OTB#75: The General

The General. Clyde Bruckman / Buster Keaton. 1926. āšƒ

Lobster? Who are they, then? Over the years, the companies doing releases and restoration of classic (and not-so-classic) movies has been ever-changing. Let’s see… there’s Criterion, of course, who’s been going all along. And BFI, doing more and more stuff, presumably gummint-funded. But I was thinking of… Arrow… and Tartan… and Carlotta… And… oh, yeah, Artificial Eye! They were awesome. Hm… Eureka? All these companies doing releases I would just snap up if I saw them somewhere, and most of them gone now.

Anyways, this has been restored pretty nicely… there’s some juddering and brightness differences between frames, but it looks pretty good. Hm…. Are they doing mostly public-domain stuff?


At the time of its initial release, The General, an action-adventure-comedy made toward the end of the silent era, was not well received by critics and audiences, resulting in mediocre box office returns (about half a million dollars domestically, and approximately one million worldwide). Because of its then-huge budget ($750,000 supplied by Metro chief Joseph Schenck) and failure to turn a significant profit, Keaton lost his independence as a filmmaker and was forced into a restrictive deal with MGM.

But it’s more well-liked now:

In the decennial Sight & Sound poll of the greatest films ever made, international critics ranked it #8 in 1972 and #10 in 1982. It ranked #34 in 2012.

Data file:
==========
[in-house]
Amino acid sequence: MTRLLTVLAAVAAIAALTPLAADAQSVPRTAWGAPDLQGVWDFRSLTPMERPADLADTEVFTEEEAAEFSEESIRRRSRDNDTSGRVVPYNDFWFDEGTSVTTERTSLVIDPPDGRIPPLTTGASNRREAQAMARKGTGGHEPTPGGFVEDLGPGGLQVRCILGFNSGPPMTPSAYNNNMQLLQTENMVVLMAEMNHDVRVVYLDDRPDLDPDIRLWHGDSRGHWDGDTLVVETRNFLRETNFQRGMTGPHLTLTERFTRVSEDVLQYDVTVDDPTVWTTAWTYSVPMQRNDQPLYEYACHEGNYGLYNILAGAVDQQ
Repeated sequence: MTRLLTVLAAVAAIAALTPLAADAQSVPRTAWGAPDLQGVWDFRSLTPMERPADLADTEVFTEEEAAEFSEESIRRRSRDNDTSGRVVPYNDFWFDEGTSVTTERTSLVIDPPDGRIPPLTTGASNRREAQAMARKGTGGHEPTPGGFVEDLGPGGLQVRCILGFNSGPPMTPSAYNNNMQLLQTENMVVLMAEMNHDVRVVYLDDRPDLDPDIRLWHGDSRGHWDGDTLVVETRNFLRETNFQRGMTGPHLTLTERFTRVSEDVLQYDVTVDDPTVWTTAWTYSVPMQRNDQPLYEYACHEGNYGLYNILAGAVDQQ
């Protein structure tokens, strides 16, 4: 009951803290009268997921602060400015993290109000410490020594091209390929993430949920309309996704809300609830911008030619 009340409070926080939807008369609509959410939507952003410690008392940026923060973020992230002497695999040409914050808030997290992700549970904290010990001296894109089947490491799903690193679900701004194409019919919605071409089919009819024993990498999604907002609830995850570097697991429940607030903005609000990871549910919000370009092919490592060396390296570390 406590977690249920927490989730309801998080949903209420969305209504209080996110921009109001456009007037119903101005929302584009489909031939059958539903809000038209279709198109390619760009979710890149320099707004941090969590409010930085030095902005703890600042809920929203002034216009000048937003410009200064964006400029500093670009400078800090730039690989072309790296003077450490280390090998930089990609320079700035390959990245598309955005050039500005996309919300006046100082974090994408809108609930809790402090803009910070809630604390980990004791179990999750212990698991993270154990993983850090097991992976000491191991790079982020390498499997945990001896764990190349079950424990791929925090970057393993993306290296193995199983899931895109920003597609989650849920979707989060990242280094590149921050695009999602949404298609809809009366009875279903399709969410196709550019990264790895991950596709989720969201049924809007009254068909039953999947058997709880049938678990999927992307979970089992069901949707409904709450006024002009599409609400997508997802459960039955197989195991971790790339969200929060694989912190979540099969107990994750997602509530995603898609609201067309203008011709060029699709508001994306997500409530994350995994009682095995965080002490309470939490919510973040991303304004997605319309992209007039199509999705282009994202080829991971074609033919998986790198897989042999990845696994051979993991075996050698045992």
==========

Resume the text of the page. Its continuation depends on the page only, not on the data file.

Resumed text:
But what about 1992 and 2002!? Shame on you Wikipedia!

I’m not quite sure why it’s so highly rated. I’m not expert in 20s movies, but I’ve seen my share, and if it weren’t for it not having sound, I would have guessed it was a later movie: It’s incredibly technically accomplished. If you sit there thinking “but how did they do that with those huge cameras they had in the 20s” then it’s very impressive indeed.

I guess I agree somewhat with the contemporaneous reviews:

The Los Angeles Times reported that the picture is “neither straight comedy nor is it altogether thrilling drama” and goes on to state that the picture “drags terribly with a long and tiresome chase of one engine by another”.

There are bits here that are funny, and I laughed out loud at two scenes, but it does suffer from just going over similar scenes, again and again. Still, it’s thrilling to see the amazing scenes on the trains: They look so dangerous and out-of-control. It’s an achievement for sure, but I think the reviewers in 1926 were basically correct.

OK, this get-rid-of-liqueurs cocktail has more St. Germain. But Love On Sale also has dry vermouth…

… and I think I just don’t like dry vermouth?

OK, I tasted the stuff separately, and it’s just not very pleasant.

There. Gone.

This blog post is part of the Officially The Best series.

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